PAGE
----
Pages: 454 (paperback)
Published: 2010 by Simon & Schuster
Recommended for: horror and Victorian readers, readers with a strong stomach
These are the secrets I have kept. This is the trust I never betrayed. But he is dead now and has been for nearly ninety years, the one who gave me his trust, the one for whom I kept these secrets. The one who saved me . . . and the one who cursed me.
So starts the diary of Will Henry, orphan and assistant to a doctor with a most unusual specialty: monster hunting. In the short time he has lived with the doctor, Will has grown accustomed to his late night callers and dangerous business. But when one visitor comes with the body of a young girl and the monster that was eating her, Will's world is about to change forever. The doctor has discovered a baby Anthropophagus—a headless monster that feeds through a mouth in its chest—and it signals a growing number of Anthropophagi. Now, Will and the doctor must face the horror threatening to overtake and consume our world before it is too late.
I was excited to read The Monstrumologist, because I'd heard that it was a Victorian YA where monsters are only too real merciless killing machines and they certainly don't sparkle. I wasn't disappointed in the least-- this is the gory story of one adventure in the life of Will Henry, a twelve year old orphan who in 1888 became apprenticed to a doctor of the world's gristliest profession: monstrumology, or the science and hunting of monsters. The book is immediately entrancing, what with its smart prose, sprinklings of humor, and gruesome mystery. If you don't have a strong stomach, though, I would recommend either scanning over the goriest paragraphs (found myself doing that a couple of times), or leaving this one altogether, because Rick Yancey might just have Stephan King beat in the gross-out factor.
The story centers around the sleepy New England town of New Jerusalem, a town whose biggest curiosity has long been Dr. Warthrop, the suspicious and fanatic monstrumologist who practices his unusual science with the help of Will Henry, his 'indispensable' apprentice. When a gravedigger comes calling in the middle of the night, Will is disturbed from a good night's sleep by an urgent issue which requires the doctor's immediate attention-- and something so utterly disturbing, I almost put the book down early on and deemed it just too gruesome. Turns out the graveyard of this sleepy New England town is home to a pod of Anthropophagi-- terrible, man-eating monsters mentioned briefly throughout Greek myth. Will and the doctor are in a race against time and the feeding habits of the little-known, deadly Anthropophagi, trying to figure out exactly how the monsters arrived from their native Africa to America and tracking down the disturbing history of their not-so-accidental migration, before the brutal monsters strike again and make victims of the rest of the town.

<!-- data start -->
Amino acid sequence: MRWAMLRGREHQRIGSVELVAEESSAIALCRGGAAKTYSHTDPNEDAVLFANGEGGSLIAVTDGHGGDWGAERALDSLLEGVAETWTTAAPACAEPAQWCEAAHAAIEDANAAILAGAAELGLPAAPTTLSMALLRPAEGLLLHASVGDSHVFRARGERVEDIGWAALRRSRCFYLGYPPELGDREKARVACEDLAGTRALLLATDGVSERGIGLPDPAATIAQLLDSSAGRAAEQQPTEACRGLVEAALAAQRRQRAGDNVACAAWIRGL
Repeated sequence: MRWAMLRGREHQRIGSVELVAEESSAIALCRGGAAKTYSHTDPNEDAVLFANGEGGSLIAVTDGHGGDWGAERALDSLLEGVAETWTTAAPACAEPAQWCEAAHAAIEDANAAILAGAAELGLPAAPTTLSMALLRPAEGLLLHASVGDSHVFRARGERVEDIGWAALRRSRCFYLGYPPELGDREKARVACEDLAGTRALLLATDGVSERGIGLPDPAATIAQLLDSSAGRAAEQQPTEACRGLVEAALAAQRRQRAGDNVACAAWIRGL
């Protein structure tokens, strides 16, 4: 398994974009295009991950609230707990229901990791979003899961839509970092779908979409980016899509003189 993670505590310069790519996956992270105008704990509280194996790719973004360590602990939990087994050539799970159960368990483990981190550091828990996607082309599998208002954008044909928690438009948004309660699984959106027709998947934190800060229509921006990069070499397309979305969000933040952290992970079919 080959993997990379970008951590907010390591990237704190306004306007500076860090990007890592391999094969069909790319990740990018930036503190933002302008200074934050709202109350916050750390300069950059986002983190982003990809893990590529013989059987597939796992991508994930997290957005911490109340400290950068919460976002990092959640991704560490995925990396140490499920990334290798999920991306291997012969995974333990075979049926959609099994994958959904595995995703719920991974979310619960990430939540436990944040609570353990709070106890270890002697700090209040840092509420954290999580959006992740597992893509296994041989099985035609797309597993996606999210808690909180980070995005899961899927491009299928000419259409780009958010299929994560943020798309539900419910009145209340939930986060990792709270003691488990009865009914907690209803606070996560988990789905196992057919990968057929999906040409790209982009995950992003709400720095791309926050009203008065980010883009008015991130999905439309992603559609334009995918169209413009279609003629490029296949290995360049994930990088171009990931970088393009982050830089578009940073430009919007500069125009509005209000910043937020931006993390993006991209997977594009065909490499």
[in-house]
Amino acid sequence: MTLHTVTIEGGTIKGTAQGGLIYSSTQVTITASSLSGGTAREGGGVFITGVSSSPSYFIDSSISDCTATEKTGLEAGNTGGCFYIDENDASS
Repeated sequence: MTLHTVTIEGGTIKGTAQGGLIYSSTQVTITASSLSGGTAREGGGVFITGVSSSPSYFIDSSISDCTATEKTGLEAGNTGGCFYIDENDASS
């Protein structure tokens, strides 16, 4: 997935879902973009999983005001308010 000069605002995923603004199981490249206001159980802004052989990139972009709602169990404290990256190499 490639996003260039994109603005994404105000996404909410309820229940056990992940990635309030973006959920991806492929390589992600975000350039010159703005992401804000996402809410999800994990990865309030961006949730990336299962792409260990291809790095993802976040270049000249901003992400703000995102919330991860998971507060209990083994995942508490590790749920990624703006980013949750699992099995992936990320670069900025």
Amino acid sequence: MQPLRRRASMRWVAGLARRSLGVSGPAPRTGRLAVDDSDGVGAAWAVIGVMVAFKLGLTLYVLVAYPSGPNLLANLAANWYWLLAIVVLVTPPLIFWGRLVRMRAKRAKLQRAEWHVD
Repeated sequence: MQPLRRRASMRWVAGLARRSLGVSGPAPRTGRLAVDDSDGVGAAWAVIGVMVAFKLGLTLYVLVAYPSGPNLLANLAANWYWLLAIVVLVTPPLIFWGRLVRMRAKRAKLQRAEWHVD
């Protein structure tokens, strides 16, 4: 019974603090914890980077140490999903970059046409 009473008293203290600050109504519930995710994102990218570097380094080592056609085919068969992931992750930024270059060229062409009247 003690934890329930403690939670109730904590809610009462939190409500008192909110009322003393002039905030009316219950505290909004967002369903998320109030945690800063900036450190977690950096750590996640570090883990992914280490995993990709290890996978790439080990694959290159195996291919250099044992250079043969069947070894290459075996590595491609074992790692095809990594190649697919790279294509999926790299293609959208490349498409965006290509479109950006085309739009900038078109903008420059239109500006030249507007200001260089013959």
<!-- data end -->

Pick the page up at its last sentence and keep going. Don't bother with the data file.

The Monstrumologist would make such a good horror movie. The effects would have to be really superb to keep the Anthropophagi from seeming ludicrous and corny, I think, but the creepiness of the monsters' hunting ground and the characters would translate perfectly to the silver screen. The characters of Will Henry and Dr. Warthrop are perfectly written-- I love their love-hate relationship. Though the monstrumologist always says Will Henry s 'indispensable' to him as an assistant, he really doesn't treat the poor kid that way, and the fact remains that Will blames the doctor at least partially for his parents' gruesome death. My favorite character, though, has to be Dr. Kearns, an ex-surgeon from Britain who hunts monsters like the Anthropophagi (Kearns calls them 'poppies') for sport, and who the monstrumologist writes to for help upon discovering the monster infestation. Kearns seems very charismatic at first-- if more than a little unhinged, but we soon realize he's a man who values human life very little... less than the thrill he gets from seeking out and killing monsters. He also adds some humor to the book, with his sinister cynicism, bluntness, and weird assuming of unnecessary 'code-names'. And there is a Jack the Ripper tie-in-- I never squealed out loud when I realized it.
The pace of the book can seem kind of slow between pages 80 through maybe 150, but things speed right up around the time of the next monster attack and Kearns's arrival. It can also seem a little wordy sometimes for a YA novel, but that is to be expected for a Victorian journal, which is basically what the story of Will Henry is. I really enjoyed this one, but didn't realize I was enjoying it until maybe page 300-- it was kind of an odd read in that respect. Just a FYI: The Monstrumologist won the Printz Honor Award in 2010, so that's cool and, I think, an award well-deserved.
Plot: 4/5Overall Rating: 4.5/5